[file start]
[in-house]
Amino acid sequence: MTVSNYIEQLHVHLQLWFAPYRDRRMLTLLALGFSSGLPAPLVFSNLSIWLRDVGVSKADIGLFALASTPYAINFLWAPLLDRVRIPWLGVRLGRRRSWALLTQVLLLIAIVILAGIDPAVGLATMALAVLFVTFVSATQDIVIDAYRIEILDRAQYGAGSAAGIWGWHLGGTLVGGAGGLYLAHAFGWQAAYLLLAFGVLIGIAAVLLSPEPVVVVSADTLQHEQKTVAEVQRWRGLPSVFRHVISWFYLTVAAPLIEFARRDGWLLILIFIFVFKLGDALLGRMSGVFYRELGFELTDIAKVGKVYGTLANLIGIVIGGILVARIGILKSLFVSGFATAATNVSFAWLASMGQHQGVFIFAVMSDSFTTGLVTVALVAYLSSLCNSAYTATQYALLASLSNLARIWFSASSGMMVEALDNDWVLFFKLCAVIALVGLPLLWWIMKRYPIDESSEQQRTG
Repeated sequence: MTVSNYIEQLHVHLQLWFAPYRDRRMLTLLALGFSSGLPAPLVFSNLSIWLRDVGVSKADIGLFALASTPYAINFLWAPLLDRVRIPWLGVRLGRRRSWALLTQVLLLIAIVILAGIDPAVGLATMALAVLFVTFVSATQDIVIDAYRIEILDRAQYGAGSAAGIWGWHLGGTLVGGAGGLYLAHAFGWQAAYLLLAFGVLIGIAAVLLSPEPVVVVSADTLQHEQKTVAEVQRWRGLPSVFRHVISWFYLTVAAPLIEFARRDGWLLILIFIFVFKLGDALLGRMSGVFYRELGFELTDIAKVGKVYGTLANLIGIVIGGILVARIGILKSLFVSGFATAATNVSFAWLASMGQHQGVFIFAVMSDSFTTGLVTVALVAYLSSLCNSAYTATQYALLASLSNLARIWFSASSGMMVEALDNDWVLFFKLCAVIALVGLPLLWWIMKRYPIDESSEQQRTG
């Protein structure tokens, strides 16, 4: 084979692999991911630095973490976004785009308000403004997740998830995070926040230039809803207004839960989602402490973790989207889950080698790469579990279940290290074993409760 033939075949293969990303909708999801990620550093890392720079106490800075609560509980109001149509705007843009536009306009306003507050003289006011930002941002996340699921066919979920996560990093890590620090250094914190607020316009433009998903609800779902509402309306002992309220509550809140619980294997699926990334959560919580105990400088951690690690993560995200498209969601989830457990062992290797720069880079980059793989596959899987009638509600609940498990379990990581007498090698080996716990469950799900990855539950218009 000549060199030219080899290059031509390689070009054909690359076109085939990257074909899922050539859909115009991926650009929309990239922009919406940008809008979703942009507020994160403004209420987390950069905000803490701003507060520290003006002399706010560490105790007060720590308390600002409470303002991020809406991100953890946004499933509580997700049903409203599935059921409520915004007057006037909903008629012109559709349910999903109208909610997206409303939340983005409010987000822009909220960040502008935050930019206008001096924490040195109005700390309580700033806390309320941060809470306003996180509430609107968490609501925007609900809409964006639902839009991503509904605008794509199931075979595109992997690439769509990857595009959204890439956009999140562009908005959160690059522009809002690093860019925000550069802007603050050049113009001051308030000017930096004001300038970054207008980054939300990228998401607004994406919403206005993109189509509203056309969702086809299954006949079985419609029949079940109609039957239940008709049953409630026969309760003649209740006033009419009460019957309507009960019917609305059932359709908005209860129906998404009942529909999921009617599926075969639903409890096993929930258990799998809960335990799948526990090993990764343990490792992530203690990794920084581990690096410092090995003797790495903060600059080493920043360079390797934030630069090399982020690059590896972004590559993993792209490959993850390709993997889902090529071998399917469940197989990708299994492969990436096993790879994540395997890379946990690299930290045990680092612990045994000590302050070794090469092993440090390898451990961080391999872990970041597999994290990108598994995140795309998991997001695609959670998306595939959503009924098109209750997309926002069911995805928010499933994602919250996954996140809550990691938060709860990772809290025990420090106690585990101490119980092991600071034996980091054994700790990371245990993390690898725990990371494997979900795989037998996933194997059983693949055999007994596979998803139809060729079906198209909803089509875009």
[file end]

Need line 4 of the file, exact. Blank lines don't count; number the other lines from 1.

């Protein structure tokens, strides 16, 4: 084979692999991911630095973490976004785009308000403004997740998830995070926040230039809803207004839960989602402490973790989207889950080698790469579990279940290290074993409760 033939075949293969990303909708999801990620550093890392720079106490800075609560509980109001149509705007843009536009306009306003507050003289006011930002941002996340699921066919979920996560990093890590620090250094914190607020316009433009998903609800779902509402309306002992309220509550809140619980294997699926990334959560919580105990400088951690690690993560995200498209969601989830457990062992290797720069880079980059793989596959899987009638509600609940498990379990990581007498090698080996716990469950799900990855539950218009 000549060199030219080899290059031509390689070009054909690359076109085939990257074909899922050539859909115009991926650009929309990239922009919406940008809008979703942009507020994160403004209420987390950069905000803490701003507060520290003006002399706010560490105790007060720590308390600002409470303002991020809406991100953890946004499933509580997700049903409203599935059921409520915004007057006037909903008629012109559709349910999903109208909610997206409303939340983005409010987000822009909220960040502008935050930019206008001096924490040195109005700390309580700033806390309320941060809470306003996180509430609107968490609501925007609900809409964006639902839009991503509904605008794509199931075979595109992997690439769509990857595009959204890439956009999140562009908005959160690059522009809002690093860019925000550069802007603050050049113009001051308030000017930096004001300038970054207008980054939300990228998401607004994406919403206005993109189509509203056309969702086809299954006949079985419609029949079940109609039957239940008709049953409630026969309760003649209740006033009419009460019957309507009960019917609305059932359709908005209860129906998404009942529909999921009617599926075969639903409890096993929930258990799998809960335990799948526990090993990764343990490792992530203690990794920084581990690096410092090995003797790495903060600059080493920043360079390797934030630069090399982020690059590896972004590559993993792209490959993850390709993997889902090529071998399917469940197989990708299994492969990436096993790879994540395997890379946990690299930290045990680092612990045994000590302050070794090469092993440090390898451990961080391999872990970041597999994290990108598994995140795309998991997001695609959670998306595939959503009924098109209750997309926002069911995805928010499933994602919250996954996140809550990691938060709860990772809290025990420090106690585990101490119980092991600071034996980091054994700790990371245990993390690898725990990371494997979900795989037998996933194997059983693949055999007994596979998803139809060729079906198209909803089509875009």